Written by: Leah Wilkinson & Sarah Novak | March 23, 2020
A lot has changed since our last blog on the novel coronavirus (COVID-19) on March 6. In fact, it seems information is changing hourly. Companies and individuals are now trying to figure out how they can “flatten the curve” instead of wondering if the deadly virus will really spread across the U.S.
The staff at the American Feed Industry Association have been talking with many of our members, asking them how they are preparing for COVID-19, and has pulled together several websites and sample policies and procedures that companies can use today. What we’ve found is that companies across the animal food industry have come up with very creative solutions to the challenges they are facing today. For example, animal food manufacturers are doing their part to protect the health of their employees by implementing flexible work arrangements for those who can perform their job functions remotely and are restructuring work shifts and procedures to help employees maintain safe distances. They are protecting their customers by moving face-to-face meetings to virtual meetings and most importantly, they are continuing to make food for our livestock, poultry and pets.
As the animal food industry’s voice in Washington, D.C., AFIA has been extremely active communicating with federal officials, both in the administration and on the Hill, as well as state governors, lieutenant governors and state departments of agriculture, on the importance that our industry has in sustaining the food supply. Not only do animal feed, pet food and ingredient manufacturers play a role, but so do others throughout the value chain, from packaging products to transporting ingredients and finished products to customers to retail of both feed and pet food. These ag and non-ag industries should be deemed “essential” in any state shutdown policies.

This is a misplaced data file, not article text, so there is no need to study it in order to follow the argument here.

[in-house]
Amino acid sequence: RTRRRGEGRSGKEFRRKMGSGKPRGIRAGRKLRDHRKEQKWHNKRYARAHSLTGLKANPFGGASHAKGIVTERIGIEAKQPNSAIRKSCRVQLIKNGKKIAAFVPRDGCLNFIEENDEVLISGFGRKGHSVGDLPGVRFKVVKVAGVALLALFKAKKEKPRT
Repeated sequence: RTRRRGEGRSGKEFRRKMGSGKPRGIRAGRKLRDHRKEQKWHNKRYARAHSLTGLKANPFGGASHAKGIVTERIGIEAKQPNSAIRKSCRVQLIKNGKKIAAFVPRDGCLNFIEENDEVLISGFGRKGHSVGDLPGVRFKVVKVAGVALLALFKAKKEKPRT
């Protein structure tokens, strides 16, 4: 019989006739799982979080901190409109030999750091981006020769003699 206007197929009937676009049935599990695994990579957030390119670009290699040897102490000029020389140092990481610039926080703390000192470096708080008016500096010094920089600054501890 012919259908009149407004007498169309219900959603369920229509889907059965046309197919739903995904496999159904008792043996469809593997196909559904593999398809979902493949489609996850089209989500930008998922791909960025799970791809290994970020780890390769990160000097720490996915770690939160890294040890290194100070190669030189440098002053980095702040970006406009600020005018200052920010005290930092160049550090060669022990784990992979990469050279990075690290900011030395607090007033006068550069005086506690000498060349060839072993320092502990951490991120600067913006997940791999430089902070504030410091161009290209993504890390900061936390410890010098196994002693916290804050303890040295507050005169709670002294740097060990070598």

Last week, we received guidance from the Department of Homeland Security regarding what businesses are deemed critical infrastructure during these state-mandated closures. In the food and agriculture sector, DHS specifically listed some groups of individuals within our industry as “critical,” allowing them to report to work. Some of these groups include:
While this is good news for our industry, we realize the impact the deadly virus and temporary shutdowns will have on other segments of the U.S. economy. We greatly appreciate all the public health and medical personnel out there battling this virus to keep us safe. We know our AFIA members are working hard each day throughout this crisis to feed the livestock, poultry and pets in our country. Thank you for doing your part to keep our country running and fed during these uncertain times!
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